• Magic feelings: Night illumination with different colors, attractive smells, fireworks, inspiring music, dancing springs, permanent nice surprises, sophisticated street performances, etc. and the synchronicity between all these elements.
  • Variety: different kinds of shops in shopping streets, broad range of courses in a menu, facades of different colors, markets with wide variety of products, gardens with many types of plants and flowers, options for amusement, architecture, etc.
  • Hospitality: cleanliness, proper indoor temperature, kindness of the local population, proper condition of the cultural and natural heritage, interior design and materials, service customization, etc.
  • Relax: birds singing, water flowing, relaxation music, green areas, silence, etc.
  • Safety: cleanliness and good conservation of the urban landscape, kindness and honesty of the local population, peaceful atmosphere, lack of beggars in the streets, illumination at night, police in the streets, smooth traffic, good functioning of public services, etc.

Besides, there are some feelings closely related to Tourism 3.0:

  • Customization: making the tourist feel as a unique person, being called by one’s name by service suppliers, being able to tailor the service experiences, small personalized gifts, etc.
  • Contribution: letting people know how their contribution in the open innovation or content marketing system is useful for the destination, letting people visualize the result of their contribution, letting visitors provide ideas and opinions on as many issues as possible, etc.
  • Growth: learning new skills, opening one’s mind, gaining personal and social awareness, acquiring new good habits, and all that results from the life-changing experiences.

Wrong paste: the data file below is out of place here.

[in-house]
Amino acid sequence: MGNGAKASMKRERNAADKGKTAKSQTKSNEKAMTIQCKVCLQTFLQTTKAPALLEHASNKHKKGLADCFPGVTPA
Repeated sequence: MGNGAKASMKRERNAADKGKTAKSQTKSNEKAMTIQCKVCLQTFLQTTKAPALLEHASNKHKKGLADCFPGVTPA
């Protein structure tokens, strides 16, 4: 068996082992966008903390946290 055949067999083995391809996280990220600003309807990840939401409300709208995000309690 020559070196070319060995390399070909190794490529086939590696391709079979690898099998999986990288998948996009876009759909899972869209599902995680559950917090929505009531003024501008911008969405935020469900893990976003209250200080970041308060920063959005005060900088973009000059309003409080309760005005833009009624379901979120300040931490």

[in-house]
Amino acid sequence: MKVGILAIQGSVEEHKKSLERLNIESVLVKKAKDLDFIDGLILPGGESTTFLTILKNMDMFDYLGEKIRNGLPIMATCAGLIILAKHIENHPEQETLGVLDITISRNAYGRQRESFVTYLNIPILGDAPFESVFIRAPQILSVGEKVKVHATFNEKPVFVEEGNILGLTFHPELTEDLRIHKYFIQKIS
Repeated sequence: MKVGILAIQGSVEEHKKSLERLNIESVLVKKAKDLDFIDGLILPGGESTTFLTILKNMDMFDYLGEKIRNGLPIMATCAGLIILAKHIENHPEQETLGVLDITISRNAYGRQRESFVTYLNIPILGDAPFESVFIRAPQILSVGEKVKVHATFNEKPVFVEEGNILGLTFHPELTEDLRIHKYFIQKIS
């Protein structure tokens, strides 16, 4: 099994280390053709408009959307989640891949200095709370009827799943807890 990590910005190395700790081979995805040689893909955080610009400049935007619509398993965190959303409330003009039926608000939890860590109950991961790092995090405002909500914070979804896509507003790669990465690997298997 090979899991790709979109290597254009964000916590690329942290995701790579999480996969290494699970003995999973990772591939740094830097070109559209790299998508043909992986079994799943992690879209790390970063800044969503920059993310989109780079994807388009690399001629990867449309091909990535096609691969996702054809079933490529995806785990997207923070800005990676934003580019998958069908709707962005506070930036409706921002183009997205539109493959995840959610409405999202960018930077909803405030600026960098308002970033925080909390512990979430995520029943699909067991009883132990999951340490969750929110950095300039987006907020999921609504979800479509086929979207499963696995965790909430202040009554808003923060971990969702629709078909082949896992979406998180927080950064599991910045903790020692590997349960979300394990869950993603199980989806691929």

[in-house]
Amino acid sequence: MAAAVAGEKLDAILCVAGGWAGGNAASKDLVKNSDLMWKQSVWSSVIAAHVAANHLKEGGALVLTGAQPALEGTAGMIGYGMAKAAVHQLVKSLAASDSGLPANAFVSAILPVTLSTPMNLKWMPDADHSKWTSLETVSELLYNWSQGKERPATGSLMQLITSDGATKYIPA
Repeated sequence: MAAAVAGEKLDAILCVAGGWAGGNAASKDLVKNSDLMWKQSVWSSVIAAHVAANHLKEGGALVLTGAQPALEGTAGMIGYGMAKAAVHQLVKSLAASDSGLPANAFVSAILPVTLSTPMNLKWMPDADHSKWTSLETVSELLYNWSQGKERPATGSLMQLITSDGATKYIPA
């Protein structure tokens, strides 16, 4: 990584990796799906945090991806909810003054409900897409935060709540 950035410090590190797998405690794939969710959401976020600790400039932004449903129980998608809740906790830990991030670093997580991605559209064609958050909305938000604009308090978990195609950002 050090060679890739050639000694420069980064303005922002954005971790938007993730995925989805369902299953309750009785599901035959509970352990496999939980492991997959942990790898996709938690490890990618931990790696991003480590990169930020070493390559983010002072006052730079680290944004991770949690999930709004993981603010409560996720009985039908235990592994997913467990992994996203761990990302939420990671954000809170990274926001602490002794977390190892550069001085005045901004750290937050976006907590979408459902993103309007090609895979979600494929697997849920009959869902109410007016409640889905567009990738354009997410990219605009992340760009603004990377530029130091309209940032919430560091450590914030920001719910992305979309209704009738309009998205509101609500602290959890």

• Recognition & reward: being mentioned in a public place or document for your contribution, receiving an award, receiving a tangible reward, etc. for your contributions.

Do you think of other ways to create positive feelings for the visitors?

InnovationMarketing 3.0StrategyStrategy planning & executionTourism marketing

Developing emotional value: experiences

The value created by the experiences and feelings in relation to the discomforts and risks lived by the tourists during their holiday in the destination is referred to as emotional value. In this point, there are many types of experiences, feelings, discomforts and risks to talk about, for each of these four factors is explained through the development of many categories.

When classifying experiences, there are many possible criteria that can be used. According to the relationship established between the tourist and the destination:

  • Edutainment: to learn while entertaining in an active relationship that keeps the tourist mentally absorbed.
  • Entertainment: to see, listen, smell, touch in a rather passive relationship that keeps the tourist mentally absorbed.
  • Escapism: to do some kind of sporting or physical activity that keeps the tourist active and physically immersed in the destination.
  • Esthetic: to be there, rather sightseeing entailing a passive relationship that keeps the tourist physically immersed in the destination.